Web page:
ST. PETERSBURG — Plagued by vandalism, including $40,000 damage to an air-conditioning unit, Tibbetts Lumber Co. installed an electrified fence around its yard on Fairfield Avenue more than two years ago.
The electrified part of the fence, which carries a short 12-volt pulsed electric charge, sits above and slightly behind a 6-foot chain-link fence that does not impart any shock. The system works as an alarm, with the current only switched on when the lumber yard is closed, and it has proved successful at deterring vandals, owners say.
But electrified fences are illegal in St. Petersburg, even though the city has one encircling a water-pumping station in Pinellas Park, where the fences are legal.
On Thursday, a proposal to allow electrified fences in parts of the city sparked divisions on the city council, which was split between safety concerns for passersby and the need to help businesses protect their premises. After an hourlong discussion on the issue and several failed votes, council members sent the idea back to a committee for further discussion.
Under the proposal, electrified fences would be permitted if the part that carries the charge is at least3 inches behind a nonelectrical perimeter fence. Warning notices would have to be posted every 60 feet, and the fences would be permitted only on land zoned for industrial use, which includes Tibbetts lumber yard.
Council critics of the proposal noted that the yard is close to Gibbs High School and on a path students use.
“This is an extreme case where it’s right next to the school,” Councilman Karl Nurse said. “I’m perplexed the way barbed-wire fence and our police department aren’t sufficient to protect our properties.”
The city has other industrial areas that abut residential properties where electrified fences would be a concern, Councilwoman Amy Foster said.
“I’m thinking about electrified fences in the Warehouse Arts District, and I’m just not comfortable,” she said.
Councilmen Bill Dudley, Jim Kennedy and Charlie Gerdes supported the proposal. Gerdes expressed frustration that the city is impeding a company that, instead of complaining to the city for more police protection, is prepared to spend its own money to take care of the problem.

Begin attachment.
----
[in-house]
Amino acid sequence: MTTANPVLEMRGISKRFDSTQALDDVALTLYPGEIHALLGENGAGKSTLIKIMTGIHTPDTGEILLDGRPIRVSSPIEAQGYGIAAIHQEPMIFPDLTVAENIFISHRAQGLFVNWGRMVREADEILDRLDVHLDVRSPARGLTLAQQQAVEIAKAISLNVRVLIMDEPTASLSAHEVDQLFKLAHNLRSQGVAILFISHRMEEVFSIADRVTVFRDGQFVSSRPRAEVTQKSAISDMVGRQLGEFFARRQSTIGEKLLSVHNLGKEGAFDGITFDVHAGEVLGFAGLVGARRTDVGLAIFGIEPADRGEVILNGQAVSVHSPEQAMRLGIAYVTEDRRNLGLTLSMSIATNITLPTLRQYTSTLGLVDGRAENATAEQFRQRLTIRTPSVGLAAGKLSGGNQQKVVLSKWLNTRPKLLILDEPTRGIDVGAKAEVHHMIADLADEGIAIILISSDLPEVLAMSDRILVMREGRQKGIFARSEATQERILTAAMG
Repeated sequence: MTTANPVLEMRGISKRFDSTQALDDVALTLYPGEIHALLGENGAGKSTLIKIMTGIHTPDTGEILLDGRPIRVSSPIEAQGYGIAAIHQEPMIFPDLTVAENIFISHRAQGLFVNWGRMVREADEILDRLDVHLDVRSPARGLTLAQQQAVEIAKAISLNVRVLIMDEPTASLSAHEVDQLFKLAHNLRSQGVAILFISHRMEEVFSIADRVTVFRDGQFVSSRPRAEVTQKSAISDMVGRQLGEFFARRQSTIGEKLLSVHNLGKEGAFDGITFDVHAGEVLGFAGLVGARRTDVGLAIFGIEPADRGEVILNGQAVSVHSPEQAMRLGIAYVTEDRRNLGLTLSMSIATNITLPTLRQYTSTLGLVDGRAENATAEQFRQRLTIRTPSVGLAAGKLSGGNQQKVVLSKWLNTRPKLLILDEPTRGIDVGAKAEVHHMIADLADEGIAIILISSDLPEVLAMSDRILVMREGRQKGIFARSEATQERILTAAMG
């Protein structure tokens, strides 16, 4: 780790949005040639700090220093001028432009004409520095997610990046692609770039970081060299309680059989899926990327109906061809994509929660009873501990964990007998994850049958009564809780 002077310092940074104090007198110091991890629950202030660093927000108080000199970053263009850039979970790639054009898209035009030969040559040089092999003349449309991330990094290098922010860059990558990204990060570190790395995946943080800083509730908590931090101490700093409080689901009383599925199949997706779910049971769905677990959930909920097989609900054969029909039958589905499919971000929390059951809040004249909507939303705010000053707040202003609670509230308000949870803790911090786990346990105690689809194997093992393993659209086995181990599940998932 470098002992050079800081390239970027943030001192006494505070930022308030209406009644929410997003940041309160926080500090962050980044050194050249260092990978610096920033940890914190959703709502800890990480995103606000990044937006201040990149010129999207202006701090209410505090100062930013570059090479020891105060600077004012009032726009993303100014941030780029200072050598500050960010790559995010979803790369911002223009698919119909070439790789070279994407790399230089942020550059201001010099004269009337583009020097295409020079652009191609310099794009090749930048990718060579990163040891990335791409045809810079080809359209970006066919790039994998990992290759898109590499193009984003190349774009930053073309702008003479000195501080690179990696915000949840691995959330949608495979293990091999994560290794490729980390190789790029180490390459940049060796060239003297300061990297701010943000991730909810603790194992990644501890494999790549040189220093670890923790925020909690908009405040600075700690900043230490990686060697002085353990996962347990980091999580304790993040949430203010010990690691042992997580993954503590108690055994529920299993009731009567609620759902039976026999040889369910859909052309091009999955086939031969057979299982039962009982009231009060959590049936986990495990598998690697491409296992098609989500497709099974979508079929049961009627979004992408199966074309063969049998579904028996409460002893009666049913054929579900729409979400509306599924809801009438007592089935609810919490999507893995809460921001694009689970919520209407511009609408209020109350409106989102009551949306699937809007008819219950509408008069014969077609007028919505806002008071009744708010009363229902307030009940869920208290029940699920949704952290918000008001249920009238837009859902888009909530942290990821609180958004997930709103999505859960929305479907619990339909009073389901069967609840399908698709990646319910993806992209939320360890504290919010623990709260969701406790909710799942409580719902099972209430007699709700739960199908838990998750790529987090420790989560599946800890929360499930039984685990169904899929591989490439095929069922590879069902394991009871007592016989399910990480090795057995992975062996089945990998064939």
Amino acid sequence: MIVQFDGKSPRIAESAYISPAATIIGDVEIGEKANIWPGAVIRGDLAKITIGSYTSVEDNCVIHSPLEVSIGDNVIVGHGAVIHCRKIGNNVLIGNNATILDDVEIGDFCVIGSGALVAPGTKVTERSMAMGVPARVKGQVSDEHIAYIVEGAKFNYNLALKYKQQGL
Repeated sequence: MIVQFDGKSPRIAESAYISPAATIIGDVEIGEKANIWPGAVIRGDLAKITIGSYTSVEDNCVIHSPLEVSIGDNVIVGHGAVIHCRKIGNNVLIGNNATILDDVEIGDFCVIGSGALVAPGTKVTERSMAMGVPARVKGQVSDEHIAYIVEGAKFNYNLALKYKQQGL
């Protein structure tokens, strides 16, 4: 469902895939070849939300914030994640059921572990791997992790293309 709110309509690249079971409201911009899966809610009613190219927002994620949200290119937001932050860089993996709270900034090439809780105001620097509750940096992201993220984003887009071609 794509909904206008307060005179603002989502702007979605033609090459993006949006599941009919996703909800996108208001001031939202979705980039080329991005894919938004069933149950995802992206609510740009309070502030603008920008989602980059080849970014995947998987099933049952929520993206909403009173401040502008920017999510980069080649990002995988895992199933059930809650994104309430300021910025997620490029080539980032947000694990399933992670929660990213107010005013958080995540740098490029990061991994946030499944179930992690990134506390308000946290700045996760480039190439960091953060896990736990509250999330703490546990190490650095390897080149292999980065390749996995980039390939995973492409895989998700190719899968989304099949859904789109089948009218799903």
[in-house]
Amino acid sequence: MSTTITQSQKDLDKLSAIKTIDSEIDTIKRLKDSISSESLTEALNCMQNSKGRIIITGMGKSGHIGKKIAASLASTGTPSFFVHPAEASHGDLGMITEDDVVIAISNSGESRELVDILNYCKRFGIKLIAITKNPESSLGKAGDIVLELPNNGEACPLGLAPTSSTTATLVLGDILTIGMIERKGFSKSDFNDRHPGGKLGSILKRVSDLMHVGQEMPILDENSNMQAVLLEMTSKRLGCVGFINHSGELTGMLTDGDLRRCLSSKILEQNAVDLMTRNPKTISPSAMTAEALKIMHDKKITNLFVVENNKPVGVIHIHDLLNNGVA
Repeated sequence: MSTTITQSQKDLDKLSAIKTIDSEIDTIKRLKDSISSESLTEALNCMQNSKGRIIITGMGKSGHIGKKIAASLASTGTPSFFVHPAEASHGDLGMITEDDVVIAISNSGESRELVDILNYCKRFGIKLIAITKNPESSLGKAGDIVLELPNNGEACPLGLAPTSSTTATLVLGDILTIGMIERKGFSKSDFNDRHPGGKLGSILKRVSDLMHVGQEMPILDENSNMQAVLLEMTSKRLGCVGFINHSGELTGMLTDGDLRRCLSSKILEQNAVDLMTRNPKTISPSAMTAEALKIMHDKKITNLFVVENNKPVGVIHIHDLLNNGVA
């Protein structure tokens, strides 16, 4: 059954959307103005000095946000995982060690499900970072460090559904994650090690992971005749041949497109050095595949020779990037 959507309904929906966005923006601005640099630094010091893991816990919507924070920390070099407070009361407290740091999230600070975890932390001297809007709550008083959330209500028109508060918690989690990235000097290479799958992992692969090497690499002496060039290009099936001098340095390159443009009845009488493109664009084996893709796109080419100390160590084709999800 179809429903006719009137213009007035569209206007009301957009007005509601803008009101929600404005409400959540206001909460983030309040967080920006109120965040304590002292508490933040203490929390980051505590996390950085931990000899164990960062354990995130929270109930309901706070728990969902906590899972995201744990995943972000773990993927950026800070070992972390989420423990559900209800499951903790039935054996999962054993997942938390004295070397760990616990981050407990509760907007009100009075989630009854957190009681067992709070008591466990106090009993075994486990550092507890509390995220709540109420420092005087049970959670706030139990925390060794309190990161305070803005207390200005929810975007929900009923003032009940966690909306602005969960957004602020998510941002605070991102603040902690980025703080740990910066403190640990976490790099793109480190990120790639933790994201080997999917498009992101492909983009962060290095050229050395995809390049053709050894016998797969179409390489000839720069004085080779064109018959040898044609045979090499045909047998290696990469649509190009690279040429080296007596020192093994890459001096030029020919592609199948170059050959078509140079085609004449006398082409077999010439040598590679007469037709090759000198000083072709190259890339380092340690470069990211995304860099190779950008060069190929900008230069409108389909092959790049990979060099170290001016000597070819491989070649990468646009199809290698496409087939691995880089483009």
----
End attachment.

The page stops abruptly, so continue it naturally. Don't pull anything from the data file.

“We’ve got people who are willing to invest their own resources to try and contribute, and not relying upon and being a parasite on the government,” Gerdes said. “Just because we pass this ordinance doesn’t mean you have to put up an electrical fence. It just gives you an opportunity.”
Electrified fences are permitted in at least 27 cities and 13 counties in Florida, according to Electric Guard Dog, the company that installed and owns the fence at Tibbetts.
That includes Pinellas Park, where St. Petersburg installed a fence around the Oberly Pumping Station on 66th Street North as an anti-terrorism measure after the Sept. 11 attacks.
Cindy Gsell, director of business development for Guard Dog, said the fences are safe for passersby and that only someone who is trying to illegally enter a premises would receive a “safe but memorable” shock. Typically businesses turn to her company as a last resort, she said.
“They’ve tried barbed wire; they’ve tried lighting,” she said. “This is not inexpensive. They’re desperate for theft protection and security if they come to us.”
Tibbetts has operated in St. Petersburg since 1946 and employs about 50 people in the city. President Juan Quesada said even the presence of security guards has not stopped people from stealing copper from the air-conditioning units on the roof.
“It presents a problem for us if we go back to the level of vandalism we had before,” Quesada said. “We would even possibly relocate.”